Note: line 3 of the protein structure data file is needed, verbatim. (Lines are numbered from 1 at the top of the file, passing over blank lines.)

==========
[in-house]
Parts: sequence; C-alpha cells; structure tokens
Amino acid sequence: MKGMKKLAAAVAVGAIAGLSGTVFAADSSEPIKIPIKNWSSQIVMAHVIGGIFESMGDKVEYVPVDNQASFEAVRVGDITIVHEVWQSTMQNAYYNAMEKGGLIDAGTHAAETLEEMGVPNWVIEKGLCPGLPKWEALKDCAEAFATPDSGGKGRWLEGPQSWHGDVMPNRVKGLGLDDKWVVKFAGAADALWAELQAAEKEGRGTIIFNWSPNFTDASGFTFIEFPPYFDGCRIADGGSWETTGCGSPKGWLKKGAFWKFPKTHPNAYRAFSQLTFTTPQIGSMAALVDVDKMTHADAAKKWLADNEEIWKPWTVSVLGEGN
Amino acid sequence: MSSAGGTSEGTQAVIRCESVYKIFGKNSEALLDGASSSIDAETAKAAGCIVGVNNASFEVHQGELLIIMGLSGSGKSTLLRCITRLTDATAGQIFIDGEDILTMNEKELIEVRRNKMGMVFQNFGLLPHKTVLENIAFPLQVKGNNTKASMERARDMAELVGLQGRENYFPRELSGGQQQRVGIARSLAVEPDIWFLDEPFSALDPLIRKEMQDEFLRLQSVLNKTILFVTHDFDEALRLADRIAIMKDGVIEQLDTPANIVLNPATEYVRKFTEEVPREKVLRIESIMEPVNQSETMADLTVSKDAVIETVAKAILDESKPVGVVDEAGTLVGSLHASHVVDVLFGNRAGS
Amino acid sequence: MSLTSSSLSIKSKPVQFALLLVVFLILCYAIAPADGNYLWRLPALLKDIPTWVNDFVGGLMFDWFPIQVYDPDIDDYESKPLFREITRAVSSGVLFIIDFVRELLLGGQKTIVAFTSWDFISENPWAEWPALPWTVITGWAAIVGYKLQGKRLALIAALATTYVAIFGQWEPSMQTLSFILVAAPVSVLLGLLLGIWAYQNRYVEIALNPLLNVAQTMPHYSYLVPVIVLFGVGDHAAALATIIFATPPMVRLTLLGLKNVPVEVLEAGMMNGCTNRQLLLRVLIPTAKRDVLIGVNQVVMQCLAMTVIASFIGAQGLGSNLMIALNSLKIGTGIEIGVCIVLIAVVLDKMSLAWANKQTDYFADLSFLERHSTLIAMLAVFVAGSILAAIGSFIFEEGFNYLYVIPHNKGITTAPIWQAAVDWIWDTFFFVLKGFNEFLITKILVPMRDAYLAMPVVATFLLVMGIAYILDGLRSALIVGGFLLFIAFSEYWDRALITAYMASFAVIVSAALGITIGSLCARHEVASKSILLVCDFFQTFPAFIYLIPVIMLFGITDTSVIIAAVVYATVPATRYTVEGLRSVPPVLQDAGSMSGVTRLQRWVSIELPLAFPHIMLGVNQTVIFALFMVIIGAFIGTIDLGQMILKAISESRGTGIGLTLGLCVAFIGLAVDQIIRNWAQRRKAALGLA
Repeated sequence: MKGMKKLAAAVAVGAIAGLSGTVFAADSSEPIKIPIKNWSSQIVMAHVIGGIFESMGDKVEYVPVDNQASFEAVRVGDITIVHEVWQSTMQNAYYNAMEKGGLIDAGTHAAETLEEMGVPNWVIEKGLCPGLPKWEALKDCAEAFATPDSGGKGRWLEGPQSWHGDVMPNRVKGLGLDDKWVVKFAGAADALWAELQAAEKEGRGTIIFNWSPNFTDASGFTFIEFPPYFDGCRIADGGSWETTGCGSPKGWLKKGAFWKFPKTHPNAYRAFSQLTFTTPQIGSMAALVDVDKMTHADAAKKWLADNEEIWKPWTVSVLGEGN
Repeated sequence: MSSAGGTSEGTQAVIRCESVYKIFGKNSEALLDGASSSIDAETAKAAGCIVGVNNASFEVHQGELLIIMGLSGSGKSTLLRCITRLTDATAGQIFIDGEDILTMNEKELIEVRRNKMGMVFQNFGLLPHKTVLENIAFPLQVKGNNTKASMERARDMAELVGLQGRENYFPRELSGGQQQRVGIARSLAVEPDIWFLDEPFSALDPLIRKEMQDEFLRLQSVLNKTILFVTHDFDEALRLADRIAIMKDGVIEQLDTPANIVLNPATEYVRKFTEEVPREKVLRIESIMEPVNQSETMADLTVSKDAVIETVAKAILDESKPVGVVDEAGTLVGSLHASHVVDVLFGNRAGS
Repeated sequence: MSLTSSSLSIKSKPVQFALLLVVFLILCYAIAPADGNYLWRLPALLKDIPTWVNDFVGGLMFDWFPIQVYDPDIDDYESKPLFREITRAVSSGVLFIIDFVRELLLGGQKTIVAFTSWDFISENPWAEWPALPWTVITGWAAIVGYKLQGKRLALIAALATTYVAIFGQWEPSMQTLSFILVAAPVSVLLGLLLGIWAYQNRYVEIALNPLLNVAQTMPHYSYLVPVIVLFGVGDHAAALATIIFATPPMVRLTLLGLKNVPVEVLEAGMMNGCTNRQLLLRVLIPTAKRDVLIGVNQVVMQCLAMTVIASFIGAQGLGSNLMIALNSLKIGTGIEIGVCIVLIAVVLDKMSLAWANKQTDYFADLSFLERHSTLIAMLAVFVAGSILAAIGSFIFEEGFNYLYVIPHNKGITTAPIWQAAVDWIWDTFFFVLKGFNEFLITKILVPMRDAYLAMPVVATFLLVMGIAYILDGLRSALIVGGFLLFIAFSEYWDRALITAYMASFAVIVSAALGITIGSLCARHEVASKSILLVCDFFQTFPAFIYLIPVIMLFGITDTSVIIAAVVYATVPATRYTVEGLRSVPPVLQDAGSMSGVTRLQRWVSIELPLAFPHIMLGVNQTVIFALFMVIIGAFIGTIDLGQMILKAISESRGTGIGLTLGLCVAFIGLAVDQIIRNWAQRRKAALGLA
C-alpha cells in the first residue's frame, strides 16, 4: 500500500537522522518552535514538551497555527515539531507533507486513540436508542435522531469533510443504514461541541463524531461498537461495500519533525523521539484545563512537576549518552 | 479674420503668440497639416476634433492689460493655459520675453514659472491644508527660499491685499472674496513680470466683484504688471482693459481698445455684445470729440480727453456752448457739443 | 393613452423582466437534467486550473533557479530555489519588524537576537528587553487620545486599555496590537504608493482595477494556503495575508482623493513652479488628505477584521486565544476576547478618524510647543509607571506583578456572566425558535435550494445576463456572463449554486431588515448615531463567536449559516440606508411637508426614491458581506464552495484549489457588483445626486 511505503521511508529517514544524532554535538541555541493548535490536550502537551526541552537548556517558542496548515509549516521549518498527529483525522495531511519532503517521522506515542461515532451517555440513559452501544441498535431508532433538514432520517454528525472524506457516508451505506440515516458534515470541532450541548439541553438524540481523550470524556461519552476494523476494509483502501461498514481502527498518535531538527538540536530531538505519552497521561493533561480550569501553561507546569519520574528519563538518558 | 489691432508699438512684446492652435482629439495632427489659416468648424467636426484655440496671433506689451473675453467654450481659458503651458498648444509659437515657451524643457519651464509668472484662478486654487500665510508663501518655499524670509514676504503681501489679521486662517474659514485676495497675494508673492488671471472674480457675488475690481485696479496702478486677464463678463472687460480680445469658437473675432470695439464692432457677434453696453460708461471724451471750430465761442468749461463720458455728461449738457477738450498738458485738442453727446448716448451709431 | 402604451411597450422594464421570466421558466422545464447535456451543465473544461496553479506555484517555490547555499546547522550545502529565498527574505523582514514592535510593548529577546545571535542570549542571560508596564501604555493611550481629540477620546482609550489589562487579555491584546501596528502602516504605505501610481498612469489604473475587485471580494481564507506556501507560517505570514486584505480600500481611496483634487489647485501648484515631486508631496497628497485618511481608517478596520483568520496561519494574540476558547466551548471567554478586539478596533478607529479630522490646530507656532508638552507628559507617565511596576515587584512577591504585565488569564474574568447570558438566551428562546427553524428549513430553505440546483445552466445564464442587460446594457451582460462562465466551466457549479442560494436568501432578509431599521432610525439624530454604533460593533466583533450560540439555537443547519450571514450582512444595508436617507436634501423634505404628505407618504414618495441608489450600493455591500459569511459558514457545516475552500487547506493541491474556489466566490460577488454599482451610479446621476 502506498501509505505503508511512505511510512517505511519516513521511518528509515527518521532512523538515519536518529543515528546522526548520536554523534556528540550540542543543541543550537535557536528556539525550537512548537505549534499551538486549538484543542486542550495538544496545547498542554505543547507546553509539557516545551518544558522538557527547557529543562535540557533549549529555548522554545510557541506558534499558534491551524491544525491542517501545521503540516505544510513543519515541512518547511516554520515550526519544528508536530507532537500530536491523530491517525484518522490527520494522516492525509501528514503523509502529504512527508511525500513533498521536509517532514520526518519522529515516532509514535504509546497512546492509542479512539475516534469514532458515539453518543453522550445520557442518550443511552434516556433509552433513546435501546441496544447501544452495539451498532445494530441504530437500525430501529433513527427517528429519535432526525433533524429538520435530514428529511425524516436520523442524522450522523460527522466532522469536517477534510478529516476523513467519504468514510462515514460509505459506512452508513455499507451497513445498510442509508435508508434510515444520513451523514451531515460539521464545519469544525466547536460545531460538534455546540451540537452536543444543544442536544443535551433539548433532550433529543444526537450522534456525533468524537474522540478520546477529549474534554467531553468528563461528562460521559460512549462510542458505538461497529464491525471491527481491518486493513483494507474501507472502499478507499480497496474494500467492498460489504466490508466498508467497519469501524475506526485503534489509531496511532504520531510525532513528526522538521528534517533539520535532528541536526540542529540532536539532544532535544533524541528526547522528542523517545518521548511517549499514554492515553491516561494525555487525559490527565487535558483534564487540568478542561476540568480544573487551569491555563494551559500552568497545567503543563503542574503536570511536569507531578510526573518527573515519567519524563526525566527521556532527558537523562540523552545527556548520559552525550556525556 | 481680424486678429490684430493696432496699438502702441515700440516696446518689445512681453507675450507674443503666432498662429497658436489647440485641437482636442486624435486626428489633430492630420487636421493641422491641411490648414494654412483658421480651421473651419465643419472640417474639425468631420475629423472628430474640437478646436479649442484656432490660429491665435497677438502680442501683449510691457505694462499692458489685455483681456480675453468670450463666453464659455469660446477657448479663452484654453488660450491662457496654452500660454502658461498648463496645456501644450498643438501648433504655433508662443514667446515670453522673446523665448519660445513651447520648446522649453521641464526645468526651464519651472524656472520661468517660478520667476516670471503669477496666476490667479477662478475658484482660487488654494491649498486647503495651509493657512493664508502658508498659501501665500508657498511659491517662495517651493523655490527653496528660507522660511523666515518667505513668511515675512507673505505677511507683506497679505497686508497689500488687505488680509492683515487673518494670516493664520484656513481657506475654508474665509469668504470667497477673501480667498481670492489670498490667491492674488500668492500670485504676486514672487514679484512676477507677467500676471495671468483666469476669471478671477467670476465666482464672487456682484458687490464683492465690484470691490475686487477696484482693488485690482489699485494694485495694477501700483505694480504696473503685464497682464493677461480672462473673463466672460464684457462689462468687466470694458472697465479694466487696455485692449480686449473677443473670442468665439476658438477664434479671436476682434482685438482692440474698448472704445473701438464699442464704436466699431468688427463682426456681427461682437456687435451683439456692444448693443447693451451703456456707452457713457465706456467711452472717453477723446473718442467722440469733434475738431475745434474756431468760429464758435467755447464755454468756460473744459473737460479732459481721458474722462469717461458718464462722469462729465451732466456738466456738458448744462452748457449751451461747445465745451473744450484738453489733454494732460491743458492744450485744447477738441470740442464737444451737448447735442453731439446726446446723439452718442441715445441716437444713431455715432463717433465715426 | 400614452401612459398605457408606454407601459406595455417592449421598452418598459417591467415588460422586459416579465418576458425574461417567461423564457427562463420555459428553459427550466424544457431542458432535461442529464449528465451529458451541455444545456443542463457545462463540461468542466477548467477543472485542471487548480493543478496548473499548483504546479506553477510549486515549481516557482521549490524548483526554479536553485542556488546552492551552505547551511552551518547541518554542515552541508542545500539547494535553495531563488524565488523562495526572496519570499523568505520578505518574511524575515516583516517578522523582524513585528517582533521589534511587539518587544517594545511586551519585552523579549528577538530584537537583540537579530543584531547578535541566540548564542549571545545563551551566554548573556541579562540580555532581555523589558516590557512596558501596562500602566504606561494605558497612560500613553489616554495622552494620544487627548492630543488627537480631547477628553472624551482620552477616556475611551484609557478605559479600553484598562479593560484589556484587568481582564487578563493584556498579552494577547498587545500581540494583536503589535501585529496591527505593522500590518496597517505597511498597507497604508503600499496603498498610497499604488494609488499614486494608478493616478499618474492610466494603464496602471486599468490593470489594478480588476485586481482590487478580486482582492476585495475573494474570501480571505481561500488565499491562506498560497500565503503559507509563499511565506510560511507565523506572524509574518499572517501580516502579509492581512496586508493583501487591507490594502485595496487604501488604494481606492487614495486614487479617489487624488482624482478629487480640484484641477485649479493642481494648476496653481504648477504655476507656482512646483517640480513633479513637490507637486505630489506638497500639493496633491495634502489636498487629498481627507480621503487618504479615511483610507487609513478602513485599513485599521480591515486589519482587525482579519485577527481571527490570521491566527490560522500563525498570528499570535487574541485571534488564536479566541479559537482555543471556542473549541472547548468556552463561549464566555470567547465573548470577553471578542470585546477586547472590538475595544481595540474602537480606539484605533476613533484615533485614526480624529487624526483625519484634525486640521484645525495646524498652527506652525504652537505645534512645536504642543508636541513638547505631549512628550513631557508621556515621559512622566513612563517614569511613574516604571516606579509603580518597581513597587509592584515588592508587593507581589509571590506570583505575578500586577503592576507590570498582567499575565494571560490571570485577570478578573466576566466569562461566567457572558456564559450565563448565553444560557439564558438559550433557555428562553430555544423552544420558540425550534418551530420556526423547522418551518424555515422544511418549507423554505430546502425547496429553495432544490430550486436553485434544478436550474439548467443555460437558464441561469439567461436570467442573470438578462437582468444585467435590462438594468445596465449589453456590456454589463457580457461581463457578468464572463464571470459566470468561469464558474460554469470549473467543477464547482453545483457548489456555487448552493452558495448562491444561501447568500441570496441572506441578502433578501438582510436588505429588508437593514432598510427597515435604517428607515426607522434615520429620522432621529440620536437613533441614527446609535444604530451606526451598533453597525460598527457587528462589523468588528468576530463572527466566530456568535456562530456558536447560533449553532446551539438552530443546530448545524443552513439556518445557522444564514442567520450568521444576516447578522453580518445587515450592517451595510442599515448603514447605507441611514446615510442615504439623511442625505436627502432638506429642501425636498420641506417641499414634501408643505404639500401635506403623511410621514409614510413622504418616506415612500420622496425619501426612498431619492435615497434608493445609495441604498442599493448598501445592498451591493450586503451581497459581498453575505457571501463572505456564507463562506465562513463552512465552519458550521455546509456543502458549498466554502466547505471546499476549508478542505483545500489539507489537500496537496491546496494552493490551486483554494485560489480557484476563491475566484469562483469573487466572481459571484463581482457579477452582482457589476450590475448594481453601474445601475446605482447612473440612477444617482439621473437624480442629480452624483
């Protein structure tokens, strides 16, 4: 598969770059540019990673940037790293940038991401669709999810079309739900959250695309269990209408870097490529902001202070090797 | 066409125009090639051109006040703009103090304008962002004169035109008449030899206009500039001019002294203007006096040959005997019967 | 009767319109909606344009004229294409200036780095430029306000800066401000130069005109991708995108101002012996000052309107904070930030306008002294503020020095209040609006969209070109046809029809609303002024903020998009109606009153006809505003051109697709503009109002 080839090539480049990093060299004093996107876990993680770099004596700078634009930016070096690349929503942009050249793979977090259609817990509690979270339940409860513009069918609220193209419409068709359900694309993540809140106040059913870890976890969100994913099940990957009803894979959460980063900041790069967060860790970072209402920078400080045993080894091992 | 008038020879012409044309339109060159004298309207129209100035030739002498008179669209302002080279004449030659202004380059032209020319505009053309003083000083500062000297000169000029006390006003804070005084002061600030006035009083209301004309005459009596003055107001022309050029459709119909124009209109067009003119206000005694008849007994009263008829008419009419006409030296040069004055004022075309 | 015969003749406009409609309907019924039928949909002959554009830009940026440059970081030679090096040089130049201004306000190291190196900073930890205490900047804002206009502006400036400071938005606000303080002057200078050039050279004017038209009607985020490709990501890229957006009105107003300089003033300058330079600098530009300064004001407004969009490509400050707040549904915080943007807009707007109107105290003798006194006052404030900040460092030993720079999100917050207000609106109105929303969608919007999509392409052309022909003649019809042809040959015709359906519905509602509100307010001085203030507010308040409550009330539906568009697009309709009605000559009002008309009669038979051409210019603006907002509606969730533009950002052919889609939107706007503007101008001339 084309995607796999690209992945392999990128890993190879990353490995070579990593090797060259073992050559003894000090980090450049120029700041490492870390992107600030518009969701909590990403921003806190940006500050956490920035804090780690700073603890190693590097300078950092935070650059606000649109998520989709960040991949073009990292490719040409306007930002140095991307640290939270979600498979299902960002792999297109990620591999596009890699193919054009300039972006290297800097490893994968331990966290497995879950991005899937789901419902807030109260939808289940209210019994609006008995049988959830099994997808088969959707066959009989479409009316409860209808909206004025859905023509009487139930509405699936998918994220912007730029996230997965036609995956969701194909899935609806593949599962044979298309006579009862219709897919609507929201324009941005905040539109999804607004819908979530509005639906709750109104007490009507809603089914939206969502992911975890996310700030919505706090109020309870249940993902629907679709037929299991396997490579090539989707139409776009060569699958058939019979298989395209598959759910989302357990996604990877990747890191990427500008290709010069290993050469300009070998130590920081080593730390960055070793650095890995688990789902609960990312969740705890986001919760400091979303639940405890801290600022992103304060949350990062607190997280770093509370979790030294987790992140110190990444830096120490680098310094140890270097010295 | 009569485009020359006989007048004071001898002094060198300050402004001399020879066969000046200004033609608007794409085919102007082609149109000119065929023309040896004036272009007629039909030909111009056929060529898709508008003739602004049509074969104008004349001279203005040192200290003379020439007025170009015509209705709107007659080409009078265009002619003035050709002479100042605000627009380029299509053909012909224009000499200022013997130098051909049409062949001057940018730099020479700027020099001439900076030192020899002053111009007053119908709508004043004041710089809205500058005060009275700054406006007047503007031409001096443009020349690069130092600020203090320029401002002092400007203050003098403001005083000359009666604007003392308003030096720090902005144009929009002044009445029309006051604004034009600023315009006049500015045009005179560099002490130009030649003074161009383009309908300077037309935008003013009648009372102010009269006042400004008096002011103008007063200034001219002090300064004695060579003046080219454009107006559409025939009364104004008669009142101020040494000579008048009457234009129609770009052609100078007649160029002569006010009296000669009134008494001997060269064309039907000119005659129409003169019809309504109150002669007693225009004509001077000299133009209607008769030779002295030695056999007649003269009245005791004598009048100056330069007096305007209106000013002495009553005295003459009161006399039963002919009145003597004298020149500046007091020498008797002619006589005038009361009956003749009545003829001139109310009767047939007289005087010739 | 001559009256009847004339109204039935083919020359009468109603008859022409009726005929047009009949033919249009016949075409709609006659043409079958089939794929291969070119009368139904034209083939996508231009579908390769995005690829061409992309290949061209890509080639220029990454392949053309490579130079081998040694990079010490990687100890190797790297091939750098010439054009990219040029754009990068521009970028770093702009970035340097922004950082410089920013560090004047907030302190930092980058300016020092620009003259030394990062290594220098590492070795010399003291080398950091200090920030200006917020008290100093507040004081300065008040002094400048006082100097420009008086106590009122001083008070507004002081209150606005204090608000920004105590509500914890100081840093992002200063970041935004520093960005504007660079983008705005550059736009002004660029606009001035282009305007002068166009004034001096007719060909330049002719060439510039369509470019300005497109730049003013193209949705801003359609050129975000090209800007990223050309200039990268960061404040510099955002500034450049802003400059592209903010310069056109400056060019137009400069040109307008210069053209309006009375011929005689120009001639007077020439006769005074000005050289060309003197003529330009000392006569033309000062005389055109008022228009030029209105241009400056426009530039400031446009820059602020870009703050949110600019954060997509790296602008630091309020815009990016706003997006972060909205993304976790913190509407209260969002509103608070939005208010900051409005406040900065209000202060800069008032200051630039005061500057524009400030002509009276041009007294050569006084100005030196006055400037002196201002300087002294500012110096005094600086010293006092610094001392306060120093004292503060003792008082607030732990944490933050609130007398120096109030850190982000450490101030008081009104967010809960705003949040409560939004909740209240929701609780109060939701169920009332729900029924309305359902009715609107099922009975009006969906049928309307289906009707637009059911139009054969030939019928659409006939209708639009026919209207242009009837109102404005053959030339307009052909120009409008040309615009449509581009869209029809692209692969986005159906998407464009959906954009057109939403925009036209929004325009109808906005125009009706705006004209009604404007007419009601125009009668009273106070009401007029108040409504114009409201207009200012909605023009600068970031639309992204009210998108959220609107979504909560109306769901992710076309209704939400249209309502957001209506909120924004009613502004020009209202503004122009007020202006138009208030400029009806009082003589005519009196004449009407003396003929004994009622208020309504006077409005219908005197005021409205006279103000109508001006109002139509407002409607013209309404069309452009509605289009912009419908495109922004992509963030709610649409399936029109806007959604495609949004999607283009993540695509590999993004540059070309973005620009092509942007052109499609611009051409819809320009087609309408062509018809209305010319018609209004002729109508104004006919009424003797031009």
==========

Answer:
Amino acid sequence: MKGMKKLAAAVAVGAIAGLSGTVFAADSSEPIKIPIKNWSSQIVMAHVIGGIFESMGDKVEYVPVDNQASFEAVRVGDITIVHEVWQSTMQNAYYNAMEKGGLIDAGTHAAETLEEMGVPNWVIEKGLCPGLPKWEALKDCAEAFATPDSGGKGRWLEGPQSWHGDVMPNRVKGLGLDDKWVVKFAGAADALWAELQAAEKEGRGTIIFNWSPNFTDASGFTFIEFPPYFDGCRIADGGSWETTGCGSPKGWLKKGAFWKFPKTHPNAYRAFSQLTFTTPQIGSMAALVDVDKMTHADAAKKWLADNEEIWKPWTVSVLGEGN